GERVASE. How do you mean? Literally?

SUSAN. The derivation of it in the dictionary. It means the art of
having meals with a person. Cynics talk of the impossibility of
sitting opposite the same woman every day at breakfast. Impossible to
_them_, perhaps, poor shallow-hearted creatures, but not impossible to
two people who have found what love is.

GERVASE. It doesn't sound very romantic.

SUSAN (solemnly). It is the most romantic thing in the whole world. . . .
Some more cheese?

GERVASE (taking it). Thank you. . . . (Thoughtfully) Do you believe in
love at first sight, Master Susan?

SUSAN. Why not? If it's the woman you love at first sight, not only
the face.

GERVASE. I see. (After a pause) It's rather hard to tell, you know. I
suppose the proper thing to do is to ask her to have breakfast with
you, and see how you get on.

SUSAN. Well, you might do worse.

GERVASE (laughing). And propose to her after breakfast?

SUSAN. If you will. It is better than proposing to her at a ball as
some young people do, carried away suddenly by a snatched kiss in the

GERVASE (shaking his head). Nothing like that happened last night.

SUSAN. What does the Great Alfred say of the kiss?

GERVASE. I never read the _Daily Mail_.

SUSAN. Tennyson, Mr. Mallory, Tennyson.

GERVASE. Oh, I beg your pardon.

SUSAN. "The kiss," says the Great Alfred, "the woven arms, seem but to
be weak symbols of the settled bliss, the comfort, I have found in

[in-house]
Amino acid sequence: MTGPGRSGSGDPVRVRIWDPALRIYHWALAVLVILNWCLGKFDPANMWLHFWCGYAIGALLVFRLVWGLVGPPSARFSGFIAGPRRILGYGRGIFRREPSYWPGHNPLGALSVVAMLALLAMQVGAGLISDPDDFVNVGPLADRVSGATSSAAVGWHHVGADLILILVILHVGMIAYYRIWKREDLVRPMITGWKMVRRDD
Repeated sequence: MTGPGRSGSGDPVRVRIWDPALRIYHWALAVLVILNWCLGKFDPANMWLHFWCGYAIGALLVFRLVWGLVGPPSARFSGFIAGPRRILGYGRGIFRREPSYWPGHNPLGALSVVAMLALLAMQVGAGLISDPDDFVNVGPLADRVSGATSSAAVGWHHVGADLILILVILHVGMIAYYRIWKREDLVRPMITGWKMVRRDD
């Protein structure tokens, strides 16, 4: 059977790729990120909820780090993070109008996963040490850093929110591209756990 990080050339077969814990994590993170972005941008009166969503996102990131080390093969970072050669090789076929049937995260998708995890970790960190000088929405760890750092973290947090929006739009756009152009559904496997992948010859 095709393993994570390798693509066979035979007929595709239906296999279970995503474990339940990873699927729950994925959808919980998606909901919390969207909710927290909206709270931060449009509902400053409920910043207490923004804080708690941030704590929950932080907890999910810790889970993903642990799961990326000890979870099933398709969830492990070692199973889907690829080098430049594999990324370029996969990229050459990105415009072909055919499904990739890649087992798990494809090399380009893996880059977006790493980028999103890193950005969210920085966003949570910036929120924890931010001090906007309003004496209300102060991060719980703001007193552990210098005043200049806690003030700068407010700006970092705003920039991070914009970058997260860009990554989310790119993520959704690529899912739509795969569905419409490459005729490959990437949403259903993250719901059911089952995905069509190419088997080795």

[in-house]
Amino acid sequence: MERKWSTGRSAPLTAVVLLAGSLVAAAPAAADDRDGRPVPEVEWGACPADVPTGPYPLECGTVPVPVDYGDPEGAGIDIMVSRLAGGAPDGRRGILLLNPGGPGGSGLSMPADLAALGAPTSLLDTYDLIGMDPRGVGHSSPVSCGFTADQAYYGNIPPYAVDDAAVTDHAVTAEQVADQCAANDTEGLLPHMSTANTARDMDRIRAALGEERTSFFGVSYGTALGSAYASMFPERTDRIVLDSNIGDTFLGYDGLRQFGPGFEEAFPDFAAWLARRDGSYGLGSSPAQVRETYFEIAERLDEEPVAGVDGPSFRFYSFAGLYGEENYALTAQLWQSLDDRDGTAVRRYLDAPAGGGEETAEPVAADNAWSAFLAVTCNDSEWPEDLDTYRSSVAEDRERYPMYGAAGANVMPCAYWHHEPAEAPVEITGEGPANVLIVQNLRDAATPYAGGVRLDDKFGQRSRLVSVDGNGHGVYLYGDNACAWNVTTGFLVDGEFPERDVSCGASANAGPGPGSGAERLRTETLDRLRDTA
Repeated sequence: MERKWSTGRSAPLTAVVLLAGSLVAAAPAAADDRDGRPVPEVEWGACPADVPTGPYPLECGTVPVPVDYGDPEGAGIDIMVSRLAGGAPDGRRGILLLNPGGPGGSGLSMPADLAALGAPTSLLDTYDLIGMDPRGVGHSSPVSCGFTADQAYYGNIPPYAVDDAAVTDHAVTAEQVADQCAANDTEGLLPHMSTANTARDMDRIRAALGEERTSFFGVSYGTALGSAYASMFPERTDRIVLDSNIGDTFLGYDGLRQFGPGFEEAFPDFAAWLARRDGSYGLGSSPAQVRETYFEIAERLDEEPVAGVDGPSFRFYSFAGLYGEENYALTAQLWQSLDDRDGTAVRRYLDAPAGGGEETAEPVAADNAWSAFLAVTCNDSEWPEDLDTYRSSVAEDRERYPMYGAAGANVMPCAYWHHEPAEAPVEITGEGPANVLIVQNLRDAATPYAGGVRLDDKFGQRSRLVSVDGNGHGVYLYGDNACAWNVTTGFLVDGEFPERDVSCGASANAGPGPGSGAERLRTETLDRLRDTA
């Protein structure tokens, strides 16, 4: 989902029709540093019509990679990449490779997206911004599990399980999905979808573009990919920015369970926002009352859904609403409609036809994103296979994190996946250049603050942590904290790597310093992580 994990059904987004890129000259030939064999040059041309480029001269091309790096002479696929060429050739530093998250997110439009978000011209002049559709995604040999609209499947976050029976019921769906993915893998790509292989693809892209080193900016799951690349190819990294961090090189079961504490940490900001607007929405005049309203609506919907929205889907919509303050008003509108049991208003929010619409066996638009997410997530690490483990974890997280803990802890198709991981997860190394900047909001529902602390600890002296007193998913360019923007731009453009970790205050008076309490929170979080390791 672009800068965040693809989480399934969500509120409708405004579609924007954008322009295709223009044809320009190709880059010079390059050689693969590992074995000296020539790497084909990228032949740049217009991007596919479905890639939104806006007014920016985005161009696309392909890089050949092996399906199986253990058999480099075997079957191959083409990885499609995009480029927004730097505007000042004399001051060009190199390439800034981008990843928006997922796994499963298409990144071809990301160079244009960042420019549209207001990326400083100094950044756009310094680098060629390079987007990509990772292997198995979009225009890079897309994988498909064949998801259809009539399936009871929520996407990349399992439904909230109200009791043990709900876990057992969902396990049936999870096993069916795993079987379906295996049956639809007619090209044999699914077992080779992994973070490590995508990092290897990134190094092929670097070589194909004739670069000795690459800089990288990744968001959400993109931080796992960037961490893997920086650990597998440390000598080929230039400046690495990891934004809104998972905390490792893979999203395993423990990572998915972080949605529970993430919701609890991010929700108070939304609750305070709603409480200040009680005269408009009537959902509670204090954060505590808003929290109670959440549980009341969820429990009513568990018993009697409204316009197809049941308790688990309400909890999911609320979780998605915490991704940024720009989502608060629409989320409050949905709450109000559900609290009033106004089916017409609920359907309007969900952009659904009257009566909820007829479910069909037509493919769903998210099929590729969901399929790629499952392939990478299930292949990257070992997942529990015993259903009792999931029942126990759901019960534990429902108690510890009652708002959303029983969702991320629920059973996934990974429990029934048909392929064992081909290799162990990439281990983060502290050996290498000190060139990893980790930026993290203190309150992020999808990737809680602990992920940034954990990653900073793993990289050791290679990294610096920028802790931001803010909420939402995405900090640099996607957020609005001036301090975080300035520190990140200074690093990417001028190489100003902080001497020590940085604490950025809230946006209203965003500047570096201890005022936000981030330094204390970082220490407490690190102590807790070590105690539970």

thee." The same idea, Mr. Mallory. Companionship, or the art of having
breakfast with a person. (Getting up) Well, I must be moving on. _We_
have been companions for a short time; I thank you for it. I wish you

GERVASE (getting up). I say, I've been awfully glad to meet you. And I
shall never forget the breakfast you gave me.

SUSAN. It is friendly of you to say so.

GERVASE (hesitatingly). You won't mind my having another one when
Ernest comes back - I mean, if Ernest comes back? You won't think I'm
slighting yours in any way? But after an outdoor bathe, you know, one
does - -

SUSAN. Please! I am happy to think you have such an appetite.

GERVASE (holding out his hand). Well, good-bye, Mr. Susan, (SUSAN
looks at his hand doubtfully, and GERVASE says with a laugh) Oh, come

SUSAN (shaking it). Good-bye, Mr. Mallory.

GERVASE. And I shan't forget what you said.

SUSAN (smiling). I expect you will, Mr. Mallory. Good-bye.

[He goes off.